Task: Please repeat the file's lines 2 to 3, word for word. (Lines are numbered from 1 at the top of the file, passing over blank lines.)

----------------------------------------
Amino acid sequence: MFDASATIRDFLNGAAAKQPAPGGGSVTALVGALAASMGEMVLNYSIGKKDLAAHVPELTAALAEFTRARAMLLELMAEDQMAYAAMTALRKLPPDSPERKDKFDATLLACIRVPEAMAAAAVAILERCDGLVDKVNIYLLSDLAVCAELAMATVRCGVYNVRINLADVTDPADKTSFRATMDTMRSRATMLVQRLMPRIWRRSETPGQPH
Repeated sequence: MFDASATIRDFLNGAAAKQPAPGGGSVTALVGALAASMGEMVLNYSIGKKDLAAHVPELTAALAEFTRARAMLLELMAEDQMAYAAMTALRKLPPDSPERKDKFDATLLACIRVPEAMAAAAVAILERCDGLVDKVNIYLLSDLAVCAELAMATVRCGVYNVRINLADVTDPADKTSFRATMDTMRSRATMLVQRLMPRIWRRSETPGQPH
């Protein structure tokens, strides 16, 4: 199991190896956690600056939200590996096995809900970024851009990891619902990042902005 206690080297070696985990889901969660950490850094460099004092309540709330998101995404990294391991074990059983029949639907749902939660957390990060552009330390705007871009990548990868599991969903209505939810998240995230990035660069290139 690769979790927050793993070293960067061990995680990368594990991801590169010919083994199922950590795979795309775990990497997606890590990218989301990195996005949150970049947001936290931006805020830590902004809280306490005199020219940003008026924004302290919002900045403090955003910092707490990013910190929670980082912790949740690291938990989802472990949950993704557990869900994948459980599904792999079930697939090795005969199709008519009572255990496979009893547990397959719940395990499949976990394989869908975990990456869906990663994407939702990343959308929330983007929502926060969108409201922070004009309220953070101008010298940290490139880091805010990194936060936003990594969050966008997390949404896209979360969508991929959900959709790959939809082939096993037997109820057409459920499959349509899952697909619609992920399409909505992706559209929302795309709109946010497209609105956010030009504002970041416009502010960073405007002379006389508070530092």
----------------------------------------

Repeated sequence: MFDASATIRDFLNGAAAKQPAPGGGSVTALVGALAASMGEMVLNYSIGKKDLAAHVPELTAALAEFTRARAMLLELMAEDQMAYAAMTALRKLPPDSPERKDKFDATLLACIRVPEAMAAAAVAILERCDGLVDKVNIYLLSDLAVCAELAMATVRCGVYNVRINLADVTDPADKTSFRATMDTMRSRATMLVQRLMPRIWRRSETPGQPH
């Protein structure tokens, strides 16, 4: 199991190896956690600056939200590996096995809900970024851009990891619902990042902005 206690080297070696985990889901969660950490850094460099004092309540709330998101995404990294391991074990059983029949639907749902939660957390990060552009330390705007871009990548990868599991969903209505939810998240995230990035660069290139 690769979790927050793993070293960067061990995680990368594990991801590169010919083994199922950590795979795309775990990497997606890590990218989301990195996005949150970049947001936290931006805020830590902004809280306490005199020219940003008026924004302290919002900045403090955003910092707490990013910190929670980082912790949740690291938990989802472990949950993704557990869900994948459980599904792999079930697939090795005969199709008519009572255990496979009893547990397959719940395990499949976990394989869908975990990456869906990663994407939702990343959308929330983007929502926060969108409201922070004009309220953070101008010298940290490139880091805010990194936060936003990594969050966008997390949404896209979360969508991929959900959709790959939809082939096993037997109820057409459920499959349509899952697909619609992920399409909505992706559209929302795309709109946010497209609105956010030009504002970041416009502010960073405007002379006389508070530092």